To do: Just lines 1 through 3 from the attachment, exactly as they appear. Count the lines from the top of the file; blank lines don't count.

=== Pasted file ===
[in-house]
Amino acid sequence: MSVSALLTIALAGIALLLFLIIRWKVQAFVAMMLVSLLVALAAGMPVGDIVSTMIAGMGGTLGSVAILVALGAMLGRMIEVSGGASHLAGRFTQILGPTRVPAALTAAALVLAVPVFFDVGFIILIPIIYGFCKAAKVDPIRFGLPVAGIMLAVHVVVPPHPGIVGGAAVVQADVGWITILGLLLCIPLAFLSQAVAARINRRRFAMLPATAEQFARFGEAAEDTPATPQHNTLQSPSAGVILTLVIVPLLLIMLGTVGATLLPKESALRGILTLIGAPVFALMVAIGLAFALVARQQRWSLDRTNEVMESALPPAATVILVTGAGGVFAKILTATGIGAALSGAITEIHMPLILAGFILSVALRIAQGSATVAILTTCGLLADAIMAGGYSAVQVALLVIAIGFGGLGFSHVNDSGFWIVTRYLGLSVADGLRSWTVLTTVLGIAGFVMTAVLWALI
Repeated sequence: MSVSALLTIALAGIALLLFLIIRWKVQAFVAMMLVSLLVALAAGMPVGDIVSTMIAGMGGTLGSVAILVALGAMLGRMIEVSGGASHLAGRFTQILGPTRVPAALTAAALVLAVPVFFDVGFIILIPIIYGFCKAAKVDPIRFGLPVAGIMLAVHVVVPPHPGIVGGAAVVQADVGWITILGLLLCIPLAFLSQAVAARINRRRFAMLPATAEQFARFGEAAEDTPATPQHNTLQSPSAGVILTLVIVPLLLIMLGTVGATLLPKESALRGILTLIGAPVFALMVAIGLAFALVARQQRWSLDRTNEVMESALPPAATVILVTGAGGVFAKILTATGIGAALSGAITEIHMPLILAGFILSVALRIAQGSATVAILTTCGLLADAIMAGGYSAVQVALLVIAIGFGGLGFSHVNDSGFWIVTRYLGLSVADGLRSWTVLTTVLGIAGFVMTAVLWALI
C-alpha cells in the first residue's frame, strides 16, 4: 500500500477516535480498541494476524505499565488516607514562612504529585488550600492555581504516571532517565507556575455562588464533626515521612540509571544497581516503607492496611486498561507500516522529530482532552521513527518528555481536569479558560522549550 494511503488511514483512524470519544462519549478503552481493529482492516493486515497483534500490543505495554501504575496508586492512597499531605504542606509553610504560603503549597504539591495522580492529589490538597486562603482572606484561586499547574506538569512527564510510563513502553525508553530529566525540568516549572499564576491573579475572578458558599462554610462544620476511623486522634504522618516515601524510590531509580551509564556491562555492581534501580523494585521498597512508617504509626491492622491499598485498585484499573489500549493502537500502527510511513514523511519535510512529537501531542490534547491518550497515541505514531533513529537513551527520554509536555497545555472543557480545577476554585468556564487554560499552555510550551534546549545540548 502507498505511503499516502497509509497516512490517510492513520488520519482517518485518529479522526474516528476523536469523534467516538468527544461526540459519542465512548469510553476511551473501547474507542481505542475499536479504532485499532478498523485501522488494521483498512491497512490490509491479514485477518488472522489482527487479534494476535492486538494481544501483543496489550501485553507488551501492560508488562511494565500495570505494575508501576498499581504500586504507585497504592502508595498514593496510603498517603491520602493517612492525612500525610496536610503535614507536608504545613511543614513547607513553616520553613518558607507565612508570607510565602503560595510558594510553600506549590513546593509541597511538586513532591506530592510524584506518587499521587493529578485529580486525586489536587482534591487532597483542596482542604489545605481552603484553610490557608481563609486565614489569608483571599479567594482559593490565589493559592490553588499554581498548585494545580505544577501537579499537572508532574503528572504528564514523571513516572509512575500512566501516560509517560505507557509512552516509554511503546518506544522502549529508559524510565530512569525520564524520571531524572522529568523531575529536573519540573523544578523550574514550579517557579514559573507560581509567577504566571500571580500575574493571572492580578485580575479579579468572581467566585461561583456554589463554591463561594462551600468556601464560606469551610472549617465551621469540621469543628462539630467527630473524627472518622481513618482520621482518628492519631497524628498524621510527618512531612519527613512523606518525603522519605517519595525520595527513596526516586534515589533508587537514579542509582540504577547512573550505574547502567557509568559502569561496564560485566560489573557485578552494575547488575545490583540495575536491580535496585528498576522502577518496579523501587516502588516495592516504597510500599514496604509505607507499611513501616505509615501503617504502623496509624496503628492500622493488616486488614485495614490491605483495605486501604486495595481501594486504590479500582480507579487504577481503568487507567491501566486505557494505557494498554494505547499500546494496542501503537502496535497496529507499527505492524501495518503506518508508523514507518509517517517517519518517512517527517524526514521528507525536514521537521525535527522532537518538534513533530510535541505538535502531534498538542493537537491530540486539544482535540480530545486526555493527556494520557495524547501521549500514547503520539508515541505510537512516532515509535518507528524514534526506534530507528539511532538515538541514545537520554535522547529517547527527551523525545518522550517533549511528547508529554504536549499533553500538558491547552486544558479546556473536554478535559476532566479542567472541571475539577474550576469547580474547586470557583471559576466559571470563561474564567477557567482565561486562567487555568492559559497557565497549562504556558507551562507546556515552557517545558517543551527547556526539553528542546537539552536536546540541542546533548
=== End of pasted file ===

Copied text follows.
[in-house]
Amino acid sequence: MSVSALLTIALAGIALLLFLIIRWKVQAFVAMMLVSLLVALAAGMPVGDIVSTMIAGMGGTLGSVAILVALGAMLGRMIEVSGGASHLAGRFTQILGPTRVPAALTAAALVLAVPVFFDVGFIILIPIIYGFCKAAKVDPIRFGLPVAGIMLAVHVVVPPHPGIVGGAAVVQADVGWITILGLLLCIPLAFLSQAVAARINRRRFAMLPATAEQFARFGEAAEDTPATPQHNTLQSPSAGVILTLVIVPLLLIMLGTVGATLLPKESALRGILTLIGAPVFALMVAIGLAFALVARQQRWSLDRTNEVMESALPPAATVILVTGAGGVFAKILTATGIGAALSGAITEIHMPLILAGFILSVALRIAQGSATVAILTTCGLLADAIMAGGYSAVQVALLVIAIGFGGLGFSHVNDSGFWIVTRYLGLSVADGLRSWTVLTTVLGIAGFVMTAVLWALI
Repeated sequence: MSVSALLTIALAGIALLLFLIIRWKVQAFVAMMLVSLLVALAAGMPVGDIVSTMIAGMGGTLGSVAILVALGAMLGRMIEVSGGASHLAGRFTQILGPTRVPAALTAAALVLAVPVFFDVGFIILIPIIYGFCKAAKVDPIRFGLPVAGIMLAVHVVVPPHPGIVGGAAVVQADVGWITILGLLLCIPLAFLSQAVAARINRRRFAMLPATAEQFARFGEAAEDTPATPQHNTLQSPSAGVILTLVIVPLLLIMLGTVGATLLPKESALRGILTLIGAPVFALMVAIGLAFALVARQQRWSLDRTNEVMESALPPAATVILVTGAGGVFAKILTATGIGAALSGAITEIHMPLILAGFILSVALRIAQGSATVAILTTCGLLADAIMAGGYSAVQVALLVIAIGFGGLGFSHVNDSGFWIVTRYLGLSVADGLRSWTVLTTVLGIAGFVMTAVLWALI